The Change Agent role can be tough. Most people who are asked to contribute to making change happen start out with a fairly optimistic attitude and all the best intentions of being effective Change Agents.
Some follow through and end up having a great positive impact while others prove to be less effective. Two common success factors I’ve seen with teams that make the most of the Change Agent opportunity are:
- a recognition that all team members are Change Agents
- a willingness to set high behavioral expectations for the Change Agent role up front.
When working with clients, I often facilitate the team through the process of setting specific Change Agent expectations early in the project. We periodically re-visit these behaviors, attitudes, deliverables and guiding principles during the course of the project and make adjustments as needed.
Is It A Pipe Dream? I’ll admit that some teams don’t see the value in doing this. Others go through the motions of agreement at the start of the project only to drop the ball on execution once the whirlwind of “real work” begins. How can you improve your team’s chances of Change Agent effectiveness?
It can help if this expectation-setting process is facilitated in a serious way, accomplished early in the project and followed up with regular check-in activities that are written into the project plan long before crunch time hits.
I usually document Change Agent expectations as we agree to them and create a follow-up list for the team called “What Your Teammates Need From You”.
Below are two examples of behavioral expectations which members of my past project teams have agreed to follow as Change Agents. I will share a few more in my next post – and you may notice that some of them are quite frank. Some of them are a bit more hopeful than realistic. All are honest expressions of what the team members felt they could contribute – as long as they knew their peers would do the same.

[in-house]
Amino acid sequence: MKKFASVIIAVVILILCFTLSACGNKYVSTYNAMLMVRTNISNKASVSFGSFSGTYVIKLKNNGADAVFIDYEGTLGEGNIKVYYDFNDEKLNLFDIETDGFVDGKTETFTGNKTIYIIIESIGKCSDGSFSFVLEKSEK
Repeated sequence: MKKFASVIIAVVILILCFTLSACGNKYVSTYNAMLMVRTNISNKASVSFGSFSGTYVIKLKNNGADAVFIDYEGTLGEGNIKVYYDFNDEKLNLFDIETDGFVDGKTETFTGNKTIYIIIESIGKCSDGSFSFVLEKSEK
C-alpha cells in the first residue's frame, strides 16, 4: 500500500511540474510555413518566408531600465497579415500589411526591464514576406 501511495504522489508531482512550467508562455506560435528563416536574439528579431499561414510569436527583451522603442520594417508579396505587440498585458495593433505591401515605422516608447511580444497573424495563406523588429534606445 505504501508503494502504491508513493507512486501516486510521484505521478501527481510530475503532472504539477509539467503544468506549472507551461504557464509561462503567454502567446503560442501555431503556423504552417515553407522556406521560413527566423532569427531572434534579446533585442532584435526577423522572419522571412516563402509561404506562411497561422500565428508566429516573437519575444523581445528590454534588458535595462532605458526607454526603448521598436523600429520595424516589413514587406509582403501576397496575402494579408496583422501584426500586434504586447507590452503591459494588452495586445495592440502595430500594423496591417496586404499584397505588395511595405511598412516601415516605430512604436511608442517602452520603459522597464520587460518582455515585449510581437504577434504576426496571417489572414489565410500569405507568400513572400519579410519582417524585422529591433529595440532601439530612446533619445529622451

Behavior #1: Understand the Big Why and the Big What: It’s critical that Change Agents thoroughly understand why the team has been established and demonstrate how completing the project supports organizational goals as well as the goals of their business area.
I typically call the Mission and Vision of a project “the Big Why” and “the Big What”. It can really help if all team members publicly agree to these focal points and demonstrate this alignment for the life of the project. It can also help team members prioritize their work if everyone has this same shared understanding of the mission and vision.
On the flip side – what would happen if a few of the people who are being asked to guide adoption of your change really didn’t believe that the change is even needed? Would you trust them to deliver and defend the core messages of your change in front of a potentially hostile audience? Would you count on them to root out resistance and help people adapt to the new way of doing things? Or might they unknowingly contribute to undermining the change?
Behavior #2: Own It: I had one client team member express this concept in very simple terms as we waited outside the company boardroom to make our final pitch for project funding. He said “Once we walk in there, we’re either all in or we’re all out”.
If any team member reserves the right to pull out of the consensus when the going gets tough, there’s a good chance they will. Not only will they be ineffective Change Agents when faced with real resistance from impacted stakeholders – they will also open the door for others to bail out when the heat is on.
Nearly every team I have facilitated through this exercise has benefited from being called out on this point of commitment. In a few cases, I am almost certain the team would have imploded at some point if they had not set the critical “All In” expectation ahead of time.
In my next post I will share more of the behavioral expectations that effective Change Agents set for each other. In the meantime, feel free to comment on this post and suggest any Change Agent behaviors that you have seen work well on your projects.
Questions for Chatter:
- Is it reasonable to expect people to frankly share behavioral expectations at work? Isn’t that a bit “touchy-feely”?
- Have you been on a project team that experienced a positive outcome by talking about Change Agent behaviors up-front?